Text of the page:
Adjusting to Life With a CPAP Machine

Discovering that you need to use a continuous positive airway pressure (CPAP) machine at night can involve a difficult adjustment. Many people become very anxious just thinking about using this device. However, it’s important to deal with these feelings of anxiety correctly and to take the necessary steps to adequately adjust to life with a CPAP machine.

Drs. Dennis Kellar and Madhu Gundavaram are happy to provide you with a number of tips to make adjusting to your new CPAP machine easier, and also to invite you in for a consultation at Northwest Pulmonary and Sleep Medicine. All of us here at our Algonquin, Illinois, office want to help you get the best night’s sleep possible with your new CPAP machine. 

First, stay positive

Those who face the prospect of a CPAP machine with a negative attitude are usually going to have what they’re fearing: a negative experience. If you’re expecting the experience to be difficult on you, that you won’t be able to sleep with the machine, or that you will be inconvenienced by it, that’s probably what will happen.

Instead, try to think about how much this machine will likely help you. After all, you’re getting it because your sleep apnea is making it harder for you to sleep. This treatment will actually make it easier for you to sleep, which will improve every other aspect of your daily life.

Take your time choosing a machine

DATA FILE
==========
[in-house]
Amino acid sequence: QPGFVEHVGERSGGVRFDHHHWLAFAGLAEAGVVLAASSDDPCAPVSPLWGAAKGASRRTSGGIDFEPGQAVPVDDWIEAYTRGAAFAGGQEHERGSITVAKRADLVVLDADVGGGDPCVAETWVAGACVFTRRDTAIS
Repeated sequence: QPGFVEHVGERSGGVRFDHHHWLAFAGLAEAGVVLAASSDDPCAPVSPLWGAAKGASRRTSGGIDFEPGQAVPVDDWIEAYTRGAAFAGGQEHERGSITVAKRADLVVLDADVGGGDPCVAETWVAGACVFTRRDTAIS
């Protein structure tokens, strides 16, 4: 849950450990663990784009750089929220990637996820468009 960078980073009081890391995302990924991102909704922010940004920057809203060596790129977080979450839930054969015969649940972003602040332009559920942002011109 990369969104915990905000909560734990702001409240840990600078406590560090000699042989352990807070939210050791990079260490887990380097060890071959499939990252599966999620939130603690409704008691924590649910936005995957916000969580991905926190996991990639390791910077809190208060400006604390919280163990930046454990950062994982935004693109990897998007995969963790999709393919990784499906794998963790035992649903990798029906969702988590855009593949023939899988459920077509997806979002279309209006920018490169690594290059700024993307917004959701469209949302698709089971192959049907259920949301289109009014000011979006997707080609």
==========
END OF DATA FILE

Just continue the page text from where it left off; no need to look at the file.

Don’t feel like you need to choose the first provider or machine you see. Different companies make CPAP machines, and different machines will fit you in different ways. If you don’t feel comfortable with a certain salesperson, company, or machine, don’t let it sour you on the experience. 

You are the customer, and your choice matters. Take your time selecting the right machine, and try on different options until you find one that fits comfortably.

Here’s a tip: It’s usually best to pick the smallest machine you’re comfortable with, unless you move around a lot and think it might come off your face at night. This type of sleep behavior could require a full face mask. 

Also, don’t hesitate to bring your mask back if you find you have issues with it. It simply might not fit you right, and this can lead to a host of problems that can be avoided by just returning your mask and getting a new one. 

Get used to the machine

It’s usually a better idea to try to wear the CPAP machine during the day for a while to get used to it, rather than waiting until you need it at night. Attempting the latter could actually cause insomnia and other problems if you’re not comfortable with the mask when it’s time for bed. 

Instead, try wearing the machine while you’re awake, perhaps while watching TV or spending time alone. Try to wear it for longer and longer periods so you can begin to get comfortable with it.

Be consistent

Try to keep your use of the CPAP machine consistent and continual. This means you should wear it every night and even take it with you when you’re traveling. Also, be sure you make time for your sleep. Set aside a full eight hours each night, and don’t skimp on the time you need to be resting.

Ask for help

Adjusting to your CPAP machine takes time, but don’t feel like you’re going it alone. If your mask doesn’t fit, try a new one. If you’re feeling claustrophobic when you wear it, reach out to Drs. Kellar and Gundavaram for advice. Remember, this process takes time, but once you do get used to your CPAP machine, you’ll sleep better, and the effects will ripple throughout your life.

If you’d like to schedule an appointment at Northwest Pulmonary and Sleep Medicine, call 815-770-5980. You can also book an appointment online. Come down to our Algonquin office and start getting better sleep as soon as possible.

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